You have a bird feeder out in your back yard, but you notice that not all of the birds you have seen are visiting it – Why might that be?
Well, one answer might be that not all birds are designed to eat the same foods. By looking at the bird’s beak or bill, you can guess what they are designed to eat, and therefore, maybe even their ideal habitat!
For instance, ducks and many other waterfowl birds have bills that are shaped more like a scoop or spoon. This is so that they can scoop up nutrient (and bug) rich water and aquatic plants! With a bill designed like that, it makes sense that you wouldn’t see them waddling around a desert looking for a tasty lizard snack. Streams that run through your property or a garden pond may attract these waterfowl.
The hummingbird, with it’s needle-like beak is perfectly designed to go after trumpet-shaped flowers with sweet nectar to eat with their long tongues via capillary action, similarly to how a paper towel absorbs water. The beak is simply what protects the tongue. Add trumpet flowers or tube-shaped flowers (especially red ones!) to attract them. If gardening isn’t your strong suit or not feasible, add a special sugar-water hummingbird feeder!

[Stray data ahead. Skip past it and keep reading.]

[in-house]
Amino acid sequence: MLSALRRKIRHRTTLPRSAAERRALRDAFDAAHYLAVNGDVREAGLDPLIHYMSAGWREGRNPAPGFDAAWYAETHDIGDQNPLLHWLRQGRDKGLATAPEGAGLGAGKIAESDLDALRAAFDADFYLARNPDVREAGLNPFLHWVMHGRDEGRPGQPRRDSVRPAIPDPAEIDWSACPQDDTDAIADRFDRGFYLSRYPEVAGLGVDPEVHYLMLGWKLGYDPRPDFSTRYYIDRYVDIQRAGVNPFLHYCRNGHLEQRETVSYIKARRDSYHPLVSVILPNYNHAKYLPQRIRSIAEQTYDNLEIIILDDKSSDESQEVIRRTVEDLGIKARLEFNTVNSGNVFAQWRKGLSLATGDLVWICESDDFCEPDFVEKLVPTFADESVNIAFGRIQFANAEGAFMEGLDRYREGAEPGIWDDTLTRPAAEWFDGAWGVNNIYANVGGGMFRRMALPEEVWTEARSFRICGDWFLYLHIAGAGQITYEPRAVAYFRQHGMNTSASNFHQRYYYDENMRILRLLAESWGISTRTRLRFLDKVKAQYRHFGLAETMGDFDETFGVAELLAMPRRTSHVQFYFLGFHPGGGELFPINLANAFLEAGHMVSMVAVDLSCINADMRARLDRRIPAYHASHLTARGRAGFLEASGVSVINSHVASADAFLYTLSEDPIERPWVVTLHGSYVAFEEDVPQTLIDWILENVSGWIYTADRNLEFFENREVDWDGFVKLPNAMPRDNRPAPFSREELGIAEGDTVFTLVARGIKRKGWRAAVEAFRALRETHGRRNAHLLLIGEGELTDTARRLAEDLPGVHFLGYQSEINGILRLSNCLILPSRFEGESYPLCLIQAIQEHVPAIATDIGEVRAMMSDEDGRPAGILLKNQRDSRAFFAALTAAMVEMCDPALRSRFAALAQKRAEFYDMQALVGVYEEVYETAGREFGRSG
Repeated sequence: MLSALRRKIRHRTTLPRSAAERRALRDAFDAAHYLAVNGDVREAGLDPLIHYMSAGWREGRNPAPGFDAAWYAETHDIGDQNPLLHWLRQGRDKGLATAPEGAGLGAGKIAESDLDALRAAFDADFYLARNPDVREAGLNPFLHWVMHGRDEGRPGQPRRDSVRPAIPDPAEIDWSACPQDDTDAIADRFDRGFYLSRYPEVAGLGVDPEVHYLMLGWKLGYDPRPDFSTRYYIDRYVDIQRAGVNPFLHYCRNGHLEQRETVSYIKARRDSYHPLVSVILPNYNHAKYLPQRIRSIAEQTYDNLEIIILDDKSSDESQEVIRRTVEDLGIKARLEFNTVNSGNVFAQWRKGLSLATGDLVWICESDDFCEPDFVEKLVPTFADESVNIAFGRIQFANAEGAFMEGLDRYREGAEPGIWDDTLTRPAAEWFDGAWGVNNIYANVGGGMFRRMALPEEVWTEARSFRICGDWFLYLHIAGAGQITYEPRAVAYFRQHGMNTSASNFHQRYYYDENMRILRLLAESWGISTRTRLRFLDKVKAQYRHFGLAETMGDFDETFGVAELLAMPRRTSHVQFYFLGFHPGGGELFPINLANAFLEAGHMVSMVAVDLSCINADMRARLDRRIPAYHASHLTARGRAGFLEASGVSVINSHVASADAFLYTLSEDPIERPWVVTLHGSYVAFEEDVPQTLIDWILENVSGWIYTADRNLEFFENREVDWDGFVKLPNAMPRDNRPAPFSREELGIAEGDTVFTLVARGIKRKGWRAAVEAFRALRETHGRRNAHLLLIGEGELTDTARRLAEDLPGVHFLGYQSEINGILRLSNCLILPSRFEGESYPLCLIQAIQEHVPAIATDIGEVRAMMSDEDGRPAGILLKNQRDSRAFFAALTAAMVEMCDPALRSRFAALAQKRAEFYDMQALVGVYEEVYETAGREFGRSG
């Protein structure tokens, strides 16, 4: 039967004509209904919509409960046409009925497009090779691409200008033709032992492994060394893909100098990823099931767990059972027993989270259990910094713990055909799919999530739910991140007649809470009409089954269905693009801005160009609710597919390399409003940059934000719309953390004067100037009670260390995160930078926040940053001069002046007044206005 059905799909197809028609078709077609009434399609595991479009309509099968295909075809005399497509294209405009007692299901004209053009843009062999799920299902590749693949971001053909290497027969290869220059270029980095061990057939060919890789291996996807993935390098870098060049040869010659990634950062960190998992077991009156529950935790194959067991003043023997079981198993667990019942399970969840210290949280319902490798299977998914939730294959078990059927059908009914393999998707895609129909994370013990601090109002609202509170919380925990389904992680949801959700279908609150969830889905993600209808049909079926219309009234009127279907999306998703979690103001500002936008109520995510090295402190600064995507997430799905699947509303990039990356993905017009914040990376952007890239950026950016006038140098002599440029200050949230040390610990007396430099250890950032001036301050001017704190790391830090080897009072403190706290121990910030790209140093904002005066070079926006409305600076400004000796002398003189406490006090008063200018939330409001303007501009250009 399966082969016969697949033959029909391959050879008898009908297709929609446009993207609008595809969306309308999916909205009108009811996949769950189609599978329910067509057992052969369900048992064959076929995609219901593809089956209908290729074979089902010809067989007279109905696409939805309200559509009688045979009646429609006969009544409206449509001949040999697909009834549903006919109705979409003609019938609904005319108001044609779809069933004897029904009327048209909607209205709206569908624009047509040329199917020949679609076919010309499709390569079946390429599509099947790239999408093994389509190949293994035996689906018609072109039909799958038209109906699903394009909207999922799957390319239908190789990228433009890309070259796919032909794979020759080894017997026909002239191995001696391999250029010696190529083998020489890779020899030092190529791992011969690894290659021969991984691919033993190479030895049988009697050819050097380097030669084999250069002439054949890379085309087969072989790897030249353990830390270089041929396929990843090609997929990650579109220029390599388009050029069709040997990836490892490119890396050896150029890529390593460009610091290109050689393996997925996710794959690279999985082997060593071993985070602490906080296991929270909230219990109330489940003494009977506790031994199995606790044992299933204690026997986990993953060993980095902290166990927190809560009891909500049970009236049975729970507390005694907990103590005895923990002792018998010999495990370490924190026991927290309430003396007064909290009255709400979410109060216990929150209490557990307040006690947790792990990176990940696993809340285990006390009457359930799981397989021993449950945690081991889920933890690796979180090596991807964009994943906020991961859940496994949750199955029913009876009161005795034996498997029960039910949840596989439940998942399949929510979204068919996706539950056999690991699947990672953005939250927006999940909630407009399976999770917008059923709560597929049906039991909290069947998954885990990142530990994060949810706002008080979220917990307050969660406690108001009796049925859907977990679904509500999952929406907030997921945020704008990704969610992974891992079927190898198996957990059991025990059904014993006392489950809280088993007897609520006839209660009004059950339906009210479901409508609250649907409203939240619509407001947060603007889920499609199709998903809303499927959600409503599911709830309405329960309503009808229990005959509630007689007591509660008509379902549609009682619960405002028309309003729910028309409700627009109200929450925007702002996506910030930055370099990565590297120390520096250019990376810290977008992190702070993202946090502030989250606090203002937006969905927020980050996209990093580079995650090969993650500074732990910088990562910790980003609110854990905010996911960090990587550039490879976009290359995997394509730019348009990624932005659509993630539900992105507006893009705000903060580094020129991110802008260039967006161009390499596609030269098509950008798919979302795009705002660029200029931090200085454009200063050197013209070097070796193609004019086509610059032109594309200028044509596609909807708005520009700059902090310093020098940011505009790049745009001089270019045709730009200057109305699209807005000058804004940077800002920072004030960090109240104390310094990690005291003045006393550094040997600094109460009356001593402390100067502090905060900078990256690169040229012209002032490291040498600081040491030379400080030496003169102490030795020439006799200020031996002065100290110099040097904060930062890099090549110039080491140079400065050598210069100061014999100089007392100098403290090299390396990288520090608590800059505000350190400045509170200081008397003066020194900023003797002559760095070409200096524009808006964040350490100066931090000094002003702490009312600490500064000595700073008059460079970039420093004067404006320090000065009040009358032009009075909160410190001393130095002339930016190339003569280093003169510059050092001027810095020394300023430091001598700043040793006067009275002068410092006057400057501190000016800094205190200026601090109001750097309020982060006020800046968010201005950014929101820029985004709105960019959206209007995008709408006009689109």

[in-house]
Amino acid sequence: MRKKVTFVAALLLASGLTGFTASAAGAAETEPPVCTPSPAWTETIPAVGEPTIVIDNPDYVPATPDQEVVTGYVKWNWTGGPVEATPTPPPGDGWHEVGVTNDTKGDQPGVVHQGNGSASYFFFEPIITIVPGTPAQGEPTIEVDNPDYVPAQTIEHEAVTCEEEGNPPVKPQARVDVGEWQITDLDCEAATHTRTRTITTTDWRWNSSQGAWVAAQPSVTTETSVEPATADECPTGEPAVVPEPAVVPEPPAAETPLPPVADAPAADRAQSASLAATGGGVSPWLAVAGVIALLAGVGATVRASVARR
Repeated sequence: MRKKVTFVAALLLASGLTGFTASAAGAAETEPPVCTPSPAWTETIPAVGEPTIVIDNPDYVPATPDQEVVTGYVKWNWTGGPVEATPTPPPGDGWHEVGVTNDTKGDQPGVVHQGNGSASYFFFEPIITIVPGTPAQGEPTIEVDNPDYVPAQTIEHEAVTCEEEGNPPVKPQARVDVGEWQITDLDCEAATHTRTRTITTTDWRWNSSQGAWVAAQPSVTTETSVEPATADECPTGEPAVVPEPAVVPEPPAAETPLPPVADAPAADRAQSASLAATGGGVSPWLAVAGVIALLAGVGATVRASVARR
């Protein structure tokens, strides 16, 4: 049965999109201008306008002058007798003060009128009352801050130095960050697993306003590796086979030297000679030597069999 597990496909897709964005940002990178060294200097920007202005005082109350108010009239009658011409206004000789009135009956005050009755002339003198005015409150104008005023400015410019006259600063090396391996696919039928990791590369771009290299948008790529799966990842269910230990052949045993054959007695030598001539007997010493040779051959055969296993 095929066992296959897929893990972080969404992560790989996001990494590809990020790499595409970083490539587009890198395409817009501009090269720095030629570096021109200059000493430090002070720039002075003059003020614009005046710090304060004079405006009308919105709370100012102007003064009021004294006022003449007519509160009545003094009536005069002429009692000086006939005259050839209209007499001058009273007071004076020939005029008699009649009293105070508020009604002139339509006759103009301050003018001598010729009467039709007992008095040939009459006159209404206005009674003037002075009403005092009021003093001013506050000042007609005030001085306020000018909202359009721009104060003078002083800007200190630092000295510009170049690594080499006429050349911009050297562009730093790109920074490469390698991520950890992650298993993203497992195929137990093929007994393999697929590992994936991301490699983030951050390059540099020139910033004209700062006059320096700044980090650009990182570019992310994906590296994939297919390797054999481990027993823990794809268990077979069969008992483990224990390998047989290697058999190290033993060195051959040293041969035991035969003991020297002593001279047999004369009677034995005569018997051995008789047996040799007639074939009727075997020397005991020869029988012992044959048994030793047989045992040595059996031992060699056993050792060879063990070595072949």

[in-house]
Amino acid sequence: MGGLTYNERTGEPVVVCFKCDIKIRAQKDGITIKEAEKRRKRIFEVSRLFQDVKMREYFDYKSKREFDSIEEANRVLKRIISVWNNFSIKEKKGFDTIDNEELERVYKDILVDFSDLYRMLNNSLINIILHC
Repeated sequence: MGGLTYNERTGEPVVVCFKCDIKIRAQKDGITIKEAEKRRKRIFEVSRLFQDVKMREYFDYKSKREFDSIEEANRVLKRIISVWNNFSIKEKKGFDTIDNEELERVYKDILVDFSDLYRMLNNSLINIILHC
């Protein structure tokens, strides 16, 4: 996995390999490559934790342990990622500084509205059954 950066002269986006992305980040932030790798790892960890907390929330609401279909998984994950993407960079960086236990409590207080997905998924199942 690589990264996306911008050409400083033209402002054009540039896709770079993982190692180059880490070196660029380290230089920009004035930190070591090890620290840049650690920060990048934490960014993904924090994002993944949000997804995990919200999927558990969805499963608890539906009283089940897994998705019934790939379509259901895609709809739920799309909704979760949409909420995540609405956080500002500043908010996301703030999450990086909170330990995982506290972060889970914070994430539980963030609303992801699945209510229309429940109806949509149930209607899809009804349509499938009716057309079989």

Cardinals, Blue Jays, and Grosbeaks have beaks that are perfect to crack open seeds with. They have a special curve on their strong beak that perfectly fits nuts and seeds. They can use their beaks as specialized nutcrackers! Attract these songbirds with sunflowers or large seed producing plants. They love black oil sunflower seed and Blue Jays love the feast that a shelled, peanut-filled feeder creates.
Insect-eaters, like Downy Woodpeckers, Pileated Woodpeckers, Nuthatches and more have beaks that are made to hammer away at wood and almost pinch or spear the buggies within. Woodpeckers love hammering away at suet feeders. They also love searching for insects in dead wood – so don’t clear out all dead wood – leave some for the woodpeckers!
Finches, whose beaks sparked the start of humans classifying, sorting, and recognizing differences in animal adaptations, love tiny seeds like thistles. Their beaks are shorter and narrower than those of the large seed/nut eaters. To attract these birds (my personal favorite songbird is the American Goldfinch), put up a Nyjer seed feeder and keep purple thistles available for them.
Raptors have strong, sharp, and curved beaks. Their top mandible is curved into a hook which is perfect for holding on to meat and ripping into it and overlaps the bottom mandible slightly so that it can cut and sever the meat. You wouldn’t see one of them pecking at a flower or sucking up nectar! While these birds may be a hassle around your songbird feeder, they are important parts of the ecosystem and can reduce rodent pest population. Put up raptor nest boxes (like kestrel, owl and others) to attract these birds of prey to your area.
It’s amazing how many birds can come to our yards, yet they all eat and use their own specialized resources! As you garden and design your yard, consider attracting these different bird species to enjoy the beauty that their diversity can bring.
Bring these marvelous birds to your home by adding some bird-themed art to your walls!
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